St Lawrence's Church, Thorpe

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Coordinates: 53°02′33″N 00°51′27″W / 53.04250°N 0.85750°W / 53.04250; -0.85750

St. Lawrence's Church, Thorpe
Thorpe Church St Lawrence.jpg
the church in 2015
Denomination Church of England
Churchmanship Broad Church
Dedication St. Lawrence
Parish Thorpe, Nottinghamshire
Diocese Southwell and Nottingham
Province York
Rector was the late Rev John Quarell

St. Lawrence's Church, Thorpe is a parish church in the Church of England in Thorpe, Nottinghamshire.

The church is Grade II listed by the Department for Culture, Media & Sport as it is a building of special architectural or historic interest. The abolitionist Lucy Townsend lived at the rectory with her husband and they are both buried here.


The small church is that of St. Laurence, "a parish, in the union of Southwell, S. division of the wapentake of Newark and of the county of Nottingham, 3 miles (S. W.) from Newark; containing 108 inhabitants."[1]

St. Laurence's church is "a picturesque village church, which was much restored by the rector Rev. William Wood during the Victorian period. He also built the rectory through whose grounds one has to go in order to gain access to the church. The solid tower remains from the 12th century.[2]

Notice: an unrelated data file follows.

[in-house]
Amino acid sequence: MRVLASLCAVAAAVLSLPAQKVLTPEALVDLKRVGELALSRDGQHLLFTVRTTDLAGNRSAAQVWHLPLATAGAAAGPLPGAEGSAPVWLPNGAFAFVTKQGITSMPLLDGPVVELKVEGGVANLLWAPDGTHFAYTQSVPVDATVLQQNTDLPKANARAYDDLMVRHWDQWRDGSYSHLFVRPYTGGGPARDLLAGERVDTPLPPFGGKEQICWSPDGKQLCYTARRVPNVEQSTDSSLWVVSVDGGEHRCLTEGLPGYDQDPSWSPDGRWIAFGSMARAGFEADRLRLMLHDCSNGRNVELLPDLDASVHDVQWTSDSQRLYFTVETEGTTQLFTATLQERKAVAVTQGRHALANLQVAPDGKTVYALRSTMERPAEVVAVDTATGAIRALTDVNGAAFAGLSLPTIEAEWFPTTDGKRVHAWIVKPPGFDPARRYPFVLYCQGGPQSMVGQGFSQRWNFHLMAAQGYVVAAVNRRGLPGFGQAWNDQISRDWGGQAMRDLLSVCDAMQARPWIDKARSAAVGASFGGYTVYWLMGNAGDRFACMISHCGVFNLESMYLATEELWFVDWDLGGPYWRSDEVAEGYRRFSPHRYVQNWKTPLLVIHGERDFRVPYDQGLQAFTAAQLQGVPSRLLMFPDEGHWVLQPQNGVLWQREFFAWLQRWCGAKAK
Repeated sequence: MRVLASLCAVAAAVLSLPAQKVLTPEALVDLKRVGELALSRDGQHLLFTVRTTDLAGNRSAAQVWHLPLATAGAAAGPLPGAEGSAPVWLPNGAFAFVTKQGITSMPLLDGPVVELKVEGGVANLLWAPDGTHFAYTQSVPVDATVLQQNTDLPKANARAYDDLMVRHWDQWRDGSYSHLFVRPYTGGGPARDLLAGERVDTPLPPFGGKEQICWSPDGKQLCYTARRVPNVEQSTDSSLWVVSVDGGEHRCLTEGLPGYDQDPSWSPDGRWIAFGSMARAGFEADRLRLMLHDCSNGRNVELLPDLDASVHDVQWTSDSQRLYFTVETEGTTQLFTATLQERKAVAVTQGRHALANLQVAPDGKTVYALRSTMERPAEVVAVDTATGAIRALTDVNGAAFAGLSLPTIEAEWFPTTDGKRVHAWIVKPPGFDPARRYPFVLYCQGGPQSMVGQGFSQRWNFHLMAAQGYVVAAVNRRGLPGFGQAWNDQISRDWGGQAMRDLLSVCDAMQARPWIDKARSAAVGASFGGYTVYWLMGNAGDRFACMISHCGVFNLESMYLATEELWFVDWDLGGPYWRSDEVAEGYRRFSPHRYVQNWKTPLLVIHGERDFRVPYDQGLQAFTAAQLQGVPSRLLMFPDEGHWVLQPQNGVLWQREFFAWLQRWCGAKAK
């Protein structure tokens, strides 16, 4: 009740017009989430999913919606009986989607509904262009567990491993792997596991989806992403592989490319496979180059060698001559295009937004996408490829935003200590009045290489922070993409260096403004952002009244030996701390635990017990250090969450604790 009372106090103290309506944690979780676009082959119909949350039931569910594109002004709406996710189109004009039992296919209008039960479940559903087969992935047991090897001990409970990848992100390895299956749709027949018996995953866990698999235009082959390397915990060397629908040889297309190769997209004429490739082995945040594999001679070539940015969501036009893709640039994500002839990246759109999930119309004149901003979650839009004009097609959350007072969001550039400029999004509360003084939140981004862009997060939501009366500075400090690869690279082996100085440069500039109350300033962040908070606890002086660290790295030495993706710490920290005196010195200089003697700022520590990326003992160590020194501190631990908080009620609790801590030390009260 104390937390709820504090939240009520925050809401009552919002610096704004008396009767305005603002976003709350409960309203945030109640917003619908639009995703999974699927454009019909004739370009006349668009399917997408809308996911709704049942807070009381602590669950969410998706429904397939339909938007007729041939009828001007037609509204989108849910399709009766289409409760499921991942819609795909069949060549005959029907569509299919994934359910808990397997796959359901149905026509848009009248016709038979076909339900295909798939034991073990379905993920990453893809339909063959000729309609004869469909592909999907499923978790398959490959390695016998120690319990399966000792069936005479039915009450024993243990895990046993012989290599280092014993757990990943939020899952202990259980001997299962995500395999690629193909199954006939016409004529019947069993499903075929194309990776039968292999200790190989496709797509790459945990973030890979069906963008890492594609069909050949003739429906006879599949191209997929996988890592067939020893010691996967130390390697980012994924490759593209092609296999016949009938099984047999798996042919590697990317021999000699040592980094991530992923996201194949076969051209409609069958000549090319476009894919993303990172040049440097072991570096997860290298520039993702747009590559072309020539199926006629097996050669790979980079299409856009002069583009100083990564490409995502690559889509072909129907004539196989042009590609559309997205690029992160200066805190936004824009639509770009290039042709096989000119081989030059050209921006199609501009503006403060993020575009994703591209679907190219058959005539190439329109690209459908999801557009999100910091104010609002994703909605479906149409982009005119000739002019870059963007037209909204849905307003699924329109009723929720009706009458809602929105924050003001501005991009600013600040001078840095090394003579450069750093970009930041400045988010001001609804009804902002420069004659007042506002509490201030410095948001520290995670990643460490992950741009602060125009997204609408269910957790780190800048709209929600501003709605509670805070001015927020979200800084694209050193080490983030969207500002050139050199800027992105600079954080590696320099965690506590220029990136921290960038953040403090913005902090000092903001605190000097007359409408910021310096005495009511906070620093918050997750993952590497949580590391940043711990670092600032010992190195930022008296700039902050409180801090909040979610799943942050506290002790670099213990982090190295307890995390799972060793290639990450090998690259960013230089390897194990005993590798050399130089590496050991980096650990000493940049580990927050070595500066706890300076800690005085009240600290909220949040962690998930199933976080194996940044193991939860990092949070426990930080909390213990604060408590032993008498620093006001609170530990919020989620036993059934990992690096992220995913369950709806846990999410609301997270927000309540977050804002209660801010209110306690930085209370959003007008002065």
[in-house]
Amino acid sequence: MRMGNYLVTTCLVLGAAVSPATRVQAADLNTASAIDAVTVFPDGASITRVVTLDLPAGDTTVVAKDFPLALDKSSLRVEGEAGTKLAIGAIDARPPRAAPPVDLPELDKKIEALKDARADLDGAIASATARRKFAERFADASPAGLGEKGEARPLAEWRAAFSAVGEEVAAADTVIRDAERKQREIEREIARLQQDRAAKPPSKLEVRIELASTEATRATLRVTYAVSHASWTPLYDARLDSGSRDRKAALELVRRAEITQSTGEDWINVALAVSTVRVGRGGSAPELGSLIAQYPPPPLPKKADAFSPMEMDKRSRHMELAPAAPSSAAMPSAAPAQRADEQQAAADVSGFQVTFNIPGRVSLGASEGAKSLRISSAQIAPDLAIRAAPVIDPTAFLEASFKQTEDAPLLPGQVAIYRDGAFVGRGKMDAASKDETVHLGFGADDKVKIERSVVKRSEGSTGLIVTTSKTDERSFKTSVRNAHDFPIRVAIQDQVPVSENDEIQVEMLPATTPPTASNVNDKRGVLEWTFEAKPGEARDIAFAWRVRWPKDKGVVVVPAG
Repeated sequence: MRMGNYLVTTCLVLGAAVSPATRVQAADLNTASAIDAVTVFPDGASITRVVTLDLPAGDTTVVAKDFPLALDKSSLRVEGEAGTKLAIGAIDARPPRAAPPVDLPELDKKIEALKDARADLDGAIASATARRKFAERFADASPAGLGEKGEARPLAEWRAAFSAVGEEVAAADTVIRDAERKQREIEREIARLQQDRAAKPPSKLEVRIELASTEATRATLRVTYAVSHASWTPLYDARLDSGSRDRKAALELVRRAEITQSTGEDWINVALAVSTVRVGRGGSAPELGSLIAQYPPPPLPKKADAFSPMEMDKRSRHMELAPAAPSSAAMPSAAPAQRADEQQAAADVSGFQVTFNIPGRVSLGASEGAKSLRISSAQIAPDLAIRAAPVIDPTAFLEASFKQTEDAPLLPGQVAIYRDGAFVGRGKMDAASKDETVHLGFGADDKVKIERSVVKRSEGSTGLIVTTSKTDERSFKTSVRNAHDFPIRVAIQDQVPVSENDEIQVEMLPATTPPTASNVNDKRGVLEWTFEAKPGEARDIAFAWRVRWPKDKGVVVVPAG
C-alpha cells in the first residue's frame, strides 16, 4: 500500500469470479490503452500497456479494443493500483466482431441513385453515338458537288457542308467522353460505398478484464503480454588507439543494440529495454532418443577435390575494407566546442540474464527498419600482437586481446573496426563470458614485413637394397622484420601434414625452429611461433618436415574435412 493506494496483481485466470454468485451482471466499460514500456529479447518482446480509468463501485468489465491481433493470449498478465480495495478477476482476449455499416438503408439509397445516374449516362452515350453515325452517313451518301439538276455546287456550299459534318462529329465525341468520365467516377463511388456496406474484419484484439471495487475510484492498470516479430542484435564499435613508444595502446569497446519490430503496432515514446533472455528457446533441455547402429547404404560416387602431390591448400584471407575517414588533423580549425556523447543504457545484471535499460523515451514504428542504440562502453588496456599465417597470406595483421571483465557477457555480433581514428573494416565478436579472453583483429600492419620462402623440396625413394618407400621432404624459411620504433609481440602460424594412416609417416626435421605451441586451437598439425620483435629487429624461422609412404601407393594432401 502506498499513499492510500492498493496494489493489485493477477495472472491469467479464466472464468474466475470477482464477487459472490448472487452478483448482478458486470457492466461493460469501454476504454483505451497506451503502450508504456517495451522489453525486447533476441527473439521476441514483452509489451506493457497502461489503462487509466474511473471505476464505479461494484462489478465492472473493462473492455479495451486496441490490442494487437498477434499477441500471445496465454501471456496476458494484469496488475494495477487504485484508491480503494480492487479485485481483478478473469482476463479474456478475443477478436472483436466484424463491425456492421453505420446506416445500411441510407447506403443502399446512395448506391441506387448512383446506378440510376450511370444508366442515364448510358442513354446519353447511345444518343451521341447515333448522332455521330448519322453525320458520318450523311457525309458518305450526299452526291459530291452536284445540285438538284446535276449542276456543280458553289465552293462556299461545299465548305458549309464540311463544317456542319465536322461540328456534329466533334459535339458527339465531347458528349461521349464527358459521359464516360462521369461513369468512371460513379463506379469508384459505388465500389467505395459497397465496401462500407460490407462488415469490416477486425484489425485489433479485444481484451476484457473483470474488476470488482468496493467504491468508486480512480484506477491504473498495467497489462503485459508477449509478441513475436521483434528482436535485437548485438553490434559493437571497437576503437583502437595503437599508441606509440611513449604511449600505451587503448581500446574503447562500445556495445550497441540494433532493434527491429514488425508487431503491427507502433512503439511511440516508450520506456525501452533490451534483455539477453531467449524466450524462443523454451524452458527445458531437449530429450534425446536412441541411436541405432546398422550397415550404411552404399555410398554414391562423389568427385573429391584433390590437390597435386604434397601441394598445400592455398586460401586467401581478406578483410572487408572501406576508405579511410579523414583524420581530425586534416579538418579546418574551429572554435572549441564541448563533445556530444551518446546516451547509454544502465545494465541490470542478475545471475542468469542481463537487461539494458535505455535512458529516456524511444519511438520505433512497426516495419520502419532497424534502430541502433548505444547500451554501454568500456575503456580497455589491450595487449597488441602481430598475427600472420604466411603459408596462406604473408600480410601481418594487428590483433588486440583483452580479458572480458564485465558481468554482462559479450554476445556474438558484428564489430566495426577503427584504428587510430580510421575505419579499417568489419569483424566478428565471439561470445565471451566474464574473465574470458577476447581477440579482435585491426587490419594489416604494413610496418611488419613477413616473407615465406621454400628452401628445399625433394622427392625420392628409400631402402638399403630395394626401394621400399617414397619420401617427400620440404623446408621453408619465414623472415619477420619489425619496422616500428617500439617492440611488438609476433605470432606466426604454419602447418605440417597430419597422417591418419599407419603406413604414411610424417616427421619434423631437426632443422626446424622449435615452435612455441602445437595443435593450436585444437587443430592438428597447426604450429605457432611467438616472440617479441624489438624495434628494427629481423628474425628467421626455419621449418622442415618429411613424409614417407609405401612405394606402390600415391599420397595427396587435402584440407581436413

Some of the clergy of this parish include Mr Paget, rector 1587-89; Thomas Colman, rector 1591, Isaac Sharpe, rector 1598-1613, and John Scarlett, rector 1624-39.,[3] John Quarrell (who is buried here_

"The church, dedicated to St. Lawrence, is a small structure, upon an eminence, and has (had) 40 acres (160,000 m2) of glebe. The rectory, valued in the King's books at £8, now £280, is in the patronage of the Lord Chancellor, and the Rev. Charles Townsend M.A. is the incumbent, who resides at the rectory, a neat, modern, brick mansion near the church."[4]

Lucy Townsend was the incumbent's wife from 1836. She was a leading campaigner against slavery and she died in Thorpe in 1847.[5] She is buried in a large fenced grave to the left of the entrance. The stone records that she "ceased to be mortal" in 1847 whereas her husband later died, and is buried here too.[6]

Current parish status[edit]

It is in the United Benefice of Farndon with Thorpe and Hawton with Cotham:

In 2015 services were being held here every few months. The church can be visited via a footpath through the drive of the ex-rectory. The church was not open.